About Me

Photo Laura VarnamHello! I’m Dr Laura Varnam and I’m the Lecturer in Old and Middle English Literature at University College, Oxford (known as ‘Univ’). You can find me on twitter @lauravarnam, on the English Faculty website here, and on the Univ website here.

At Univ I teach alongside Prof Nicholas Halmi, Dr Joseph Moshenska, and Dr Oliver Clarkson. Together we are Team English! I teach the medieval literature papers- Old English and Middle English- and I also teach linguistics and run study skills sessions (see my page on Study Skills for undergraduate students here). I’m a member of the Univ Schools Liason Panel and I’m passionate about our schools liason and access work. Check out our online resource Staircase 12 for students wanting to develop their interests beyond the curriculum. You can find me in the Reading Bank here talking about Daphne du Maurier’s Rebecca, reading around the subject, and admission to Oxford.

My two great loves are medieval literature and the life and works of Daphne du Maurier (my students would probably say I should include dragons in this list as at the current count, I have more than thirty-five dragons in my office!) My first book, The Church as Sacred Space in Middle English Literature and Culture was published by Manchester University Press in January 2018. My next medieval book project will focus on Margery Kempe and, with Dr Laura Kalas Williams (Swansea), I organised the Margery Kempe Studies in the 21st Century Conference at Univ in April 2018. Laura Kalas Williams and I are the co-founders of the Margery Kempe Society, do visit the website and become a member!

I am a member of the Architectural Representation in Early Medieval England research network based at Balliol College, Oxford, and I have written an article on the representation of the church in Robert Mannyng’s Handlyng Synne for a special issue of the journal Leeds Studies in English (forthcoming in 2018). In April 2017 I helped to run the Architectural Representation in the Middle Ages conference at Univ.

I am also writing a book on Daphne du Maurier called Kingdoms of Her Own: The Life and Works of Daphne du Maurier and in May each year you will find me in Fowey, Cornwall, at the Fowey Festival of Words and Music giving talks and running reading groups about du Maurier. You can find my book reviews of four of du Maurier’s novels on the newly relaunched Daphne du Maurier website (my reviews of The Scapegoat, Castle Dor, The Flight of the Falcon, and The House on the Strand are available here). With Ann Willmore (of Bookends of Fowey), I run the Du Maurier twitter account and I am currently working on a series of articles for the website about Du Maurier film and television adaptations. I was interviewed as one of the experts on the 2017 Arte documentary Daphne du Maurier: Sur les traces de Rebecca (dir. Elisabeth Aubert Schlumberger; prod. Patricia Houtart and Francois Duplat) and I attended the premiere of the film in Paris (you can read about the event here). In October 2017 I was involved in the UK launch of Tatiana de Rosnay’s new biography of Daphne du Maurier, Manderley Forever (you can read about the events here, including my interview with Tatiana de Rosnay and Lady Tessa Montgomery, Daphne du Maurier’s daughter). I published an article on the recent My Cousin Rachel film in The Conversation in 2017 (here) and on Du Maurier’s Rebecca at 80 this year (here; this article was republished in The Independent).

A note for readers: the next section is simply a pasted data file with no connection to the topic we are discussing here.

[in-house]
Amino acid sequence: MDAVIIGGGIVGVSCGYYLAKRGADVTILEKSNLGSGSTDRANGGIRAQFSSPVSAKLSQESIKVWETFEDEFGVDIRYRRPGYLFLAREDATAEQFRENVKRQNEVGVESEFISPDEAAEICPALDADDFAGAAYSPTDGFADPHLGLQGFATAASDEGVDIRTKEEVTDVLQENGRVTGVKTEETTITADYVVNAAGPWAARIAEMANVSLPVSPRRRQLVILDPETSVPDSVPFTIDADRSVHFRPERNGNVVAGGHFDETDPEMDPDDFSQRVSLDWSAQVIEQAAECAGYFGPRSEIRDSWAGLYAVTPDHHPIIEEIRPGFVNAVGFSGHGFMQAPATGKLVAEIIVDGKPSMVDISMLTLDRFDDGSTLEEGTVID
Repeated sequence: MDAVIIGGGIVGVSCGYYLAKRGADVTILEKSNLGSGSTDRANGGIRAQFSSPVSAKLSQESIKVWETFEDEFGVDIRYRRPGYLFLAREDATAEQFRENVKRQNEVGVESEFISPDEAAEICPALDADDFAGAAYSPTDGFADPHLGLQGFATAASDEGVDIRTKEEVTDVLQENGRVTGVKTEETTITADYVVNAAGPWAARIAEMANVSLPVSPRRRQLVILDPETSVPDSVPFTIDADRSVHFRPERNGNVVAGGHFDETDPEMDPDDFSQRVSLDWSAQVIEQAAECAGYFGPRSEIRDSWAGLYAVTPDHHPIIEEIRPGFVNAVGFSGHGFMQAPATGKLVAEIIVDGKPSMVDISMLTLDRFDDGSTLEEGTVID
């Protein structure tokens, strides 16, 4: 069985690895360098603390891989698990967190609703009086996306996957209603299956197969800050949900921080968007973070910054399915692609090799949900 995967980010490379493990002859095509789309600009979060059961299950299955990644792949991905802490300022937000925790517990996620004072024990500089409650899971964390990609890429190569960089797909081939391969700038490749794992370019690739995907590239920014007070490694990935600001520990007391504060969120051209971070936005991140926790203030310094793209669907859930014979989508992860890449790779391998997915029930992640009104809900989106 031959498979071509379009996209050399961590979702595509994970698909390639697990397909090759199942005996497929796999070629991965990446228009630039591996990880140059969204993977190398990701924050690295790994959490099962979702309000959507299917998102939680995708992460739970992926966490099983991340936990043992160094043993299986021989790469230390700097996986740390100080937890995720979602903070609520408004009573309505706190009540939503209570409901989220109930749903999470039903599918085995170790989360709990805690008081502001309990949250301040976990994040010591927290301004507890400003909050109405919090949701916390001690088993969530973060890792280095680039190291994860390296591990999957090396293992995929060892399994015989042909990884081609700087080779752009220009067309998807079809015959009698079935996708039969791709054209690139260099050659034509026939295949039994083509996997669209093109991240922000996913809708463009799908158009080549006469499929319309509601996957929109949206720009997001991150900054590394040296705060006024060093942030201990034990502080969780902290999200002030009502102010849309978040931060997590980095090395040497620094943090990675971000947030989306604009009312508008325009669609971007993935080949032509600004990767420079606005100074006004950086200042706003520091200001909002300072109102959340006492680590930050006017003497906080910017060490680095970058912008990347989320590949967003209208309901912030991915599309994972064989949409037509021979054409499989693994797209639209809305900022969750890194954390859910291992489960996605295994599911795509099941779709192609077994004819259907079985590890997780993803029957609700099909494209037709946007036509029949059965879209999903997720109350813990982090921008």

Click here for more information on my publications and here for my current research.


4 Responses to About Me

  1. David Jowett says:

    Thoroughly enjoyed your Beowulf in Fowey this morning. I was first introduced to him by a primary school teacher back in the 1940s! So good to see the OE as well as the translation. As a classicist I’m interested in languages generally. My wife is Welsh,so I have learnt that and also dabbled in the other Celtic tongues, also all the Romance languages since retiring and even a bit of Icelandic. Your students must enjoy your lectures.
    Best wishes,
    David Jowett.

  2. EDWARD BLACK says:

    Enjoyed your Rebecca piece in the New European via The Conversation very much. I had a poem in The New E. in February – their first ‘Poem for Europe’ which actually was about Europe!

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